HOW TO KEEP SOIL MOIST
Soil moisture is essential for plants’ growth. If the soil is too dry, it leads to many problems associated with drought conditions. Moisture levels depend on the soil type. Sandy and loose soil drains quickly and requires frequent irrigation to remain moist. As the heavy clay soil often compacts moisture penetrates poorly. Loam soil is rich in organic matter, so it retains moisture best.
Soil moist can be maintained by mulching, periodic watering, and adding soil amendments that hold water. In the case of potted plants, soil moisture can be affected by exposure to the sun and wind. It can be fixed by changing the plant’s location.
This article will discuss the steps and important things you need to know on how to keep soil moist in your garden and pots. Use these few tips to maximize your watering potential and keep your home garden hydrated.
Boosting Retention with Soil Amendments
Soil amendments are substances that are added to the soil to improve its chemical, physical, and biological properties. Amendments can be organic or inorganic. Organic soil amendments include peat moss, compost, manure, and green manures. Other than helping to retain water organic matter provides nutrients to plants and reduces erosion by holding onto silt and clay particles. Inorganic amendments include rock phosphate, lime (calcium carbonate), and gypsum (calcium sulfate). The goal of this practice is to create loose soil so water drains away from the plant roots and air can circulate around the roots.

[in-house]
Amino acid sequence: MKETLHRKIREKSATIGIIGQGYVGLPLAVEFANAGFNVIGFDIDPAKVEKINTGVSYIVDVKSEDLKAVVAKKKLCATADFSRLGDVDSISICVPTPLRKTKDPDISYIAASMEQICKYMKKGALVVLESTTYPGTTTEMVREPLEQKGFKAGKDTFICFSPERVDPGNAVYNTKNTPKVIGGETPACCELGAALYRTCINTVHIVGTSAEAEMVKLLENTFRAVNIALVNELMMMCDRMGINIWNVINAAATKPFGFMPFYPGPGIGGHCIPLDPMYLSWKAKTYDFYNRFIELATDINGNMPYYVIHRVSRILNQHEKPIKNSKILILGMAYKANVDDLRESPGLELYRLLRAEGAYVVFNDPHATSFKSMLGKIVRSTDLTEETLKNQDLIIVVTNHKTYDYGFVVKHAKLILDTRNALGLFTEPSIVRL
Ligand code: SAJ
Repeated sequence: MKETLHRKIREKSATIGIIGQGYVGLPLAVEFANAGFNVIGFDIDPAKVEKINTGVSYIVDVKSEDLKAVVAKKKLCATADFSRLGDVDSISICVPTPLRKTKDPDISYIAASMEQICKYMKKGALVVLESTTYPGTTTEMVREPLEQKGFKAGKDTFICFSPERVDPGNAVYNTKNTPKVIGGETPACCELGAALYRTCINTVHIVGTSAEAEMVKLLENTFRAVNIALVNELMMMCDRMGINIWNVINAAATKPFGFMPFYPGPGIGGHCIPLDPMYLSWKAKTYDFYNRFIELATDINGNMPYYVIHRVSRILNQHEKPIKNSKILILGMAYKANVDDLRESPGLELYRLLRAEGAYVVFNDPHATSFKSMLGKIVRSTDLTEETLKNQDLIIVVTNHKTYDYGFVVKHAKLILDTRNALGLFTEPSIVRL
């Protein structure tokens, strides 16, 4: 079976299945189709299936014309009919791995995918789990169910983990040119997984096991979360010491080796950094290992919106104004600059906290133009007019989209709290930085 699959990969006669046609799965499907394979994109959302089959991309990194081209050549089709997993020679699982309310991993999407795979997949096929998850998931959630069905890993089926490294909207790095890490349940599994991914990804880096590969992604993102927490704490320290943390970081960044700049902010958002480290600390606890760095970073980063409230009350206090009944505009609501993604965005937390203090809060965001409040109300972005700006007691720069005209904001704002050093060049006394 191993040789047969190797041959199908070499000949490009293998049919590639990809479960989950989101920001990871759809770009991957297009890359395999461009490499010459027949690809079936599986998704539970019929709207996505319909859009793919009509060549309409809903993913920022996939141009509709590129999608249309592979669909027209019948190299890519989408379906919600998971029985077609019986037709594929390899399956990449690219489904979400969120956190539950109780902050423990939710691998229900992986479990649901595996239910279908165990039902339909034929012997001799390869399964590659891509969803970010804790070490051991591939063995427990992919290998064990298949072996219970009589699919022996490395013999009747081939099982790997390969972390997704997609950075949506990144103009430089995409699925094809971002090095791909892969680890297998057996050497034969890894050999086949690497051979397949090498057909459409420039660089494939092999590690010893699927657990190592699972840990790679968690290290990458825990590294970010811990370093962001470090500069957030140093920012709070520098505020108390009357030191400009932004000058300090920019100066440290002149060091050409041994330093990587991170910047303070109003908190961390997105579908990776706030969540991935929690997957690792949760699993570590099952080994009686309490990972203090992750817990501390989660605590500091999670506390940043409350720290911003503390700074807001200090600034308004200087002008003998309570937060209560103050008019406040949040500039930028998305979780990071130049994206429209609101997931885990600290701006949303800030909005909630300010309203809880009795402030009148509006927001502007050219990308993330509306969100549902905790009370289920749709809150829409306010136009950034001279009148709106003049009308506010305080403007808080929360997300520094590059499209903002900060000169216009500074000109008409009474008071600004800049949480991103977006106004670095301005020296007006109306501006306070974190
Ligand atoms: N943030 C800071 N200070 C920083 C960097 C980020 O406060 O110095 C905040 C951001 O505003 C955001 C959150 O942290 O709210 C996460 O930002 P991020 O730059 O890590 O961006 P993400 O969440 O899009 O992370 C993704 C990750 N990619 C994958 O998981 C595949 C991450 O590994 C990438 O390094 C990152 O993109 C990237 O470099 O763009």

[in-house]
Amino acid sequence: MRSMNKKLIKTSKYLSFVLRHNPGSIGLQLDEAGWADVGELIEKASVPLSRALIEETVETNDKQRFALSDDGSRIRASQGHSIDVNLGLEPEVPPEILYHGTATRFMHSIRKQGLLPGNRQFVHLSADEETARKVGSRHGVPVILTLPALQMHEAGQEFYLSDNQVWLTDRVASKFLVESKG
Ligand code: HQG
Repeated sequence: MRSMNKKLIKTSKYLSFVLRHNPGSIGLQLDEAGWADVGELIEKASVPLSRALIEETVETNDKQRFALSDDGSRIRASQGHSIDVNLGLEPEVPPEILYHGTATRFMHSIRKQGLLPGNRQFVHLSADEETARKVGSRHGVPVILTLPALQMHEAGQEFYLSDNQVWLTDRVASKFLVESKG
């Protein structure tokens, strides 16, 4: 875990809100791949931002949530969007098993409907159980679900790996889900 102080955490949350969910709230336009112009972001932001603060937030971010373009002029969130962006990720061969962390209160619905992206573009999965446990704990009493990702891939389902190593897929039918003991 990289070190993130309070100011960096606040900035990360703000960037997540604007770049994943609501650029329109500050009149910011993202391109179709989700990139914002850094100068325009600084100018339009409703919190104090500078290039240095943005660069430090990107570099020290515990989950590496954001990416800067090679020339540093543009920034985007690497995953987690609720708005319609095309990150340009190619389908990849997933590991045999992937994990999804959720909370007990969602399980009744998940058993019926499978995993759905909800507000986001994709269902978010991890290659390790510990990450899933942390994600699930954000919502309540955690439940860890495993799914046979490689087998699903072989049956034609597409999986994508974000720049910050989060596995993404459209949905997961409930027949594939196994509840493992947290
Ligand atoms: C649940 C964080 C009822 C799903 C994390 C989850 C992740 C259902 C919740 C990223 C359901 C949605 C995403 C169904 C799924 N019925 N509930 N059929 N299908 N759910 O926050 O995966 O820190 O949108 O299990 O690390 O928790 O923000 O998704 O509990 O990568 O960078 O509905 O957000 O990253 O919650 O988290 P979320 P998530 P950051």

Mulch shields the soil surface from the sun, which will moderate soil temperature, prevent runoff and evaporation, and help to retain moisture in the soil for longer periods between watering.
Mulching is covering your soil with a blanket of organic material such as straw, leaves, shredded paper or cardboard, or bark. For vegetable beds seed-free straw is good. Organic mulch provides an attractive and useful option. ornamental beds use shredded bark and pine straw. A 2- to 3-inch mulch layer can help to keep the soil moist. Even though the bed is mulched it still requires irrigation to replenish the moisture in the soil as plants use it.
As inorganic mulch, plastic and landscape fabric can be used. Fabric mulch is primarily used to prevent weeds. Plastic mulch prevents weeds and retains soil moisture. Rainfall and overhead irrigation can’t penetrate plastic mulch and almost no moisture is lost through evaporation with it.
2. Mix Organic Compost Into Your Soil
Compost will improve soil drainage and water retention, as well as improves the overall nutrient composition of the soil. Spread handfuls of the material over the soil surface, then till or pitchfork the compost into the existing soil. Rather than potted plants, organic compost is best used in yards or garden beds. Conventional organic compost has a pH of around 7 and contains nutrients that will help your soil. Composting is an excellent way to dispose of organic waste in a natural manner while also providing essential nutrients to your soil.
3. Mix Water-absorbing Materials Into Your Soil
Organic materials, such as coconut coir, peat moss, or even compost, absorb water and hold moisture for plants to utilize during dry spells. Organic material also enhances the soil’s structure, aeration, and overall health, resulting in greater long-term success for your garden.
Watering Your Soil